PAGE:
I also thought, given Kuntzman’s aversion to loud noises and things that stink after a bit of a bang and boom, that this guy must have the most boring sex in the world. I could be wrong about this, but I’m not really all that interested in investigating the matter any further. That said, I was not alone in my reaction to Mr. Kuntzman.
As he recounts in his follow-up piece, “To gun lovers, you can’t even have an opinion on assault rifles — unless it’s theirs. Here’s the proof,” Kuntzman received a great deal of negative feedback full of mockery and shots at his manhood to which he took offense:
The gun debate is also a gender war…
…I certainly received many many emails from gun owners who legitimately quibbled with some of my conclusions. But the majority of email senders trained their laser sights on my masculinity — often in graphic terms that would sound more appropriate in a magazine about erectile dysfunction or an ad for Depends.
“Hey there Cupcake!” wrote Gary Haney. “I have never subscribed to the idea of ‘gender confusion,’ but after reading your article on the AR-15, I’m a believer because there is no way you and I are the same gender. You should surrender your testicles to the Department of Girlymen. I’m not sure where it’s located, but your girlfriend Barack does!”
Others sent me videos of 7-, 10- and 12-year old girls firing the same weapon I fired — except these kids were smiling. And I wear it as a point of personal pride that conservative darling Erick Erickson posted a story on The Resurgent with the headline, “My 10 Year Old Daughter Is Tougher Than Gersh Kuntzman, Author of the Stupidest Thing on the Internet Today.”
“You f–king pussy,” wrote Sam Markota. “If you have a man card turn it in immediately. You might be better served writing about feminine hygiene products!!!”
“Your father must have left you to be raised by your mother or he was a sissy like you,” added SargentMike77.
Now, I am not one to call Kuntzman a “pussy,” or place special extra emphasis on the first syllable of his last name, but I am also not surprised to see such things being thrown his way in a hilarious manner. However, I still will not join the fray and call Mr. Kuntzman a “girly man” or “pussy” for a simple reason — I know many women and “pussy” cats much more resilient than this poor schmuck. Let us not ruin the good name of women by associating them with Kuntzman’s withering and shriveling in the face of a powerful weapon.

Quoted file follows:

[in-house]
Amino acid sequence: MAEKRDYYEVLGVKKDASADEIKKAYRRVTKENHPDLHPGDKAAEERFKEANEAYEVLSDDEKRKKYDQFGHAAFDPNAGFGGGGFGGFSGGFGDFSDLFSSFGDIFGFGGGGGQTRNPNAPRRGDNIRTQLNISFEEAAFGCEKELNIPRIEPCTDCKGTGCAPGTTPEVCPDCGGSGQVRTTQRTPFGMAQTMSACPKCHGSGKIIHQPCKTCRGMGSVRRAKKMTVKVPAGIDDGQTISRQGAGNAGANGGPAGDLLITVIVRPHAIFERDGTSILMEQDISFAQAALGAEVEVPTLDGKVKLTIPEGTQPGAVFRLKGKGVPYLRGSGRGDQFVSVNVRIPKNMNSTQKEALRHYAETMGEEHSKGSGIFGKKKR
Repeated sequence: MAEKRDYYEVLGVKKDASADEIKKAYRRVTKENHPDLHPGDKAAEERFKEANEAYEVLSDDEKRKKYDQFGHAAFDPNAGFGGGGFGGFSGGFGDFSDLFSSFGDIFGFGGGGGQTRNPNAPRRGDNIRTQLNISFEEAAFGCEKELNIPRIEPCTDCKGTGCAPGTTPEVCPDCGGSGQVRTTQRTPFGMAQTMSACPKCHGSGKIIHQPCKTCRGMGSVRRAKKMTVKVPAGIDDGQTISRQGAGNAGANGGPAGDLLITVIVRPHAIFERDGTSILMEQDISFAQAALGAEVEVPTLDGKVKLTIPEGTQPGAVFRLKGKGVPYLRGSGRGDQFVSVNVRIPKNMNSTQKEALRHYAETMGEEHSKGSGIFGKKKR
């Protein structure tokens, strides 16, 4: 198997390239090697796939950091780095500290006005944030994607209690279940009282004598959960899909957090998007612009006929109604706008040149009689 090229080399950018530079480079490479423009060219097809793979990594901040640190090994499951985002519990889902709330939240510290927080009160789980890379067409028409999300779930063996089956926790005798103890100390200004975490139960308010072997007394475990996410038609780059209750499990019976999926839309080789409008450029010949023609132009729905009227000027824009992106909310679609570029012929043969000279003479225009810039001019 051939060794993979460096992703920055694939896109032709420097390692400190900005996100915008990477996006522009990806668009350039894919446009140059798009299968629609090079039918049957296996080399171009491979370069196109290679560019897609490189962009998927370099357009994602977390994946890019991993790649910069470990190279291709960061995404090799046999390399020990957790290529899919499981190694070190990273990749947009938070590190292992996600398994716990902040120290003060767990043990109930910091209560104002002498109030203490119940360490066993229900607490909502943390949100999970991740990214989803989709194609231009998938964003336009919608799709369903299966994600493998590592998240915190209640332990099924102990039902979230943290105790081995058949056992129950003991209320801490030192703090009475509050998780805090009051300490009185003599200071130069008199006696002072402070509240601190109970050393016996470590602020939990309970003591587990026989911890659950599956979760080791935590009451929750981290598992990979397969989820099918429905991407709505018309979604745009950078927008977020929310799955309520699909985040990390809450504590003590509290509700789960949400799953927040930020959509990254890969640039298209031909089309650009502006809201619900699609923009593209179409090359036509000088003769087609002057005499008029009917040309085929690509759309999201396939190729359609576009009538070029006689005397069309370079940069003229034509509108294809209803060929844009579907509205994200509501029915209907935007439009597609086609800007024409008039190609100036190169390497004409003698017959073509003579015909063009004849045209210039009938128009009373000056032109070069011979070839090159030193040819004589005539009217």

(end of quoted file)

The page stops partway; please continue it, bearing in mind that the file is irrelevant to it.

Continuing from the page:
Just look how well this 11-year-old girls handles an AR-15:
Kuntzman is certainly no “man’s man,” but he certainly hasn’t earned the mantle of femininity either. No, he expresses a weakness that knows no gender or courage. And I say this having to admit that I almost gave Kuntzman credit for publishing the mockery he received, but then he ruins his worthiness by letting his hysteria get the best of him. Doing his best to channel George W. Bush, Kuntzman writes in his follow-up:
An AR-15 is a weapon of mass destruction…
…what if a weapons manufacturer could fashion a handgun that would fire a nuclear blast — an atomic version of an AR-15, if you will. It would look like a gun, but it could kill thousands instead of dozens. Like a rifle, it’s one of many arms that we are allowed to keep and bear. But would we really stand idly by as people buy a nuclear gun in the name of the Second Amendment?
“It’s just a gun,” you might say. “It’s my right. Trade in your man-card, you wimp.”
Yes, I’m a wimp. I simpered because my experience with the AR-15 bruised me, body and spirit. But there’s nothing unmanly about reminding my readers that mass murder is much easier to commit with a semi-automatic killing machine than it is with a hammer.
Well, Mr. Kuntzman, I agree. There is nothing “unmanly” or “manly” about stating the obvious — of course, an AR-15 is more destructive than a hammer — but there is also nothing “unmanly” or “manly” about overstating the absurd. Of course, an AR-15 is not a “weapon of mass destruction,” my dear boy. It is undoubtedly a deadly weapon, but it is simply a rifle.
Not a bazooka. Not a cannon. Not a chemical weapon. Not a nuke. A rifle.
So, mission accomplished, Mr. Kuntzman! You have now put yourself in the running for boob of the year. Hopefully, after your bruised body and spirit have healed, you will see the service you have provided the vast majority of the population. In your honor, I plan on selling holsters branded with “No Gun In Here.”
Again, rarely is hyperbole so overstated and irony delivered so unintentionally. Thank you for the comedy, sir. We certainly needed the Schadenfreude in the midst of this tragic shooting and this absurd election season even if that wasn’t your intention and at your expense.